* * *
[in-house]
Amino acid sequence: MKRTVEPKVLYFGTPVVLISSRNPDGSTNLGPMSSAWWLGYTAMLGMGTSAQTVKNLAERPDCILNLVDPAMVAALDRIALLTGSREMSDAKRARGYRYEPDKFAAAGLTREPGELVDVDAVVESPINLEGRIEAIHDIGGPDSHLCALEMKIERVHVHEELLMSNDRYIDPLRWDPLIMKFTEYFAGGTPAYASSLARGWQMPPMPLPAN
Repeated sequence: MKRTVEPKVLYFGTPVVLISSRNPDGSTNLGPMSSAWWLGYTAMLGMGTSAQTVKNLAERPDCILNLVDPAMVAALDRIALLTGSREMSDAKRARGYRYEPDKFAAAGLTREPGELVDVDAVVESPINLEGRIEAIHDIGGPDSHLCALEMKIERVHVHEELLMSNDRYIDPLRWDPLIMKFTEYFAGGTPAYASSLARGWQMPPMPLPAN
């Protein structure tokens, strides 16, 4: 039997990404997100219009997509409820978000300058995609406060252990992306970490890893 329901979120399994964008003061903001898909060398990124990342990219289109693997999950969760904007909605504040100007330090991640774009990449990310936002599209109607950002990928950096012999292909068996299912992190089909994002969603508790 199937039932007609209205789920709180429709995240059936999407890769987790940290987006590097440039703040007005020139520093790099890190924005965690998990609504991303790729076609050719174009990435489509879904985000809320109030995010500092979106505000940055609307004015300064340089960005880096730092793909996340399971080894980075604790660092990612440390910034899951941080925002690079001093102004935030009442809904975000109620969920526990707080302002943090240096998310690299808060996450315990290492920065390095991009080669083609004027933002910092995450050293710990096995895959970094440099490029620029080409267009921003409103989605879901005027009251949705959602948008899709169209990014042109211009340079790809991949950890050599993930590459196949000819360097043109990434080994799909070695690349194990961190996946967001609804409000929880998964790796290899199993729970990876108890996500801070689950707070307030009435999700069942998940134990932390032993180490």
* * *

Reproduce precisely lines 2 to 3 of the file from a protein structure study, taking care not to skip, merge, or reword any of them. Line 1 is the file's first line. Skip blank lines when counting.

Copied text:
Amino acid sequence: MKRTVEPKVLYFGTPVVLISSRNPDGSTNLGPMSSAWWLGYTAMLGMGTSAQTVKNLAERPDCILNLVDPAMVAALDRIALLTGSREMSDAKRARGYRYEPDKFAAAGLTREPGELVDVDAVVESPINLEGRIEAIHDIGGPDSHLCALEMKIERVHVHEELLMSNDRYIDPLRWDPLIMKFTEYFAGGTPAYASSLARGWQMPPMPLPAN
Repeated sequence: MKRTVEPKVLYFGTPVVLISSRNPDGSTNLGPMSSAWWLGYTAMLGMGTSAQTVKNLAERPDCILNLVDPAMVAALDRIALLTGSREMSDAKRARGYRYEPDKFAAAGLTREPGELVDVDAVVESPINLEGRIEAIHDIGGPDSHLCALEMKIERVHVHEELLMSNDRYIDPLRWDPLIMKFTEYFAGGTPAYASSLARGWQMPPMPLPAN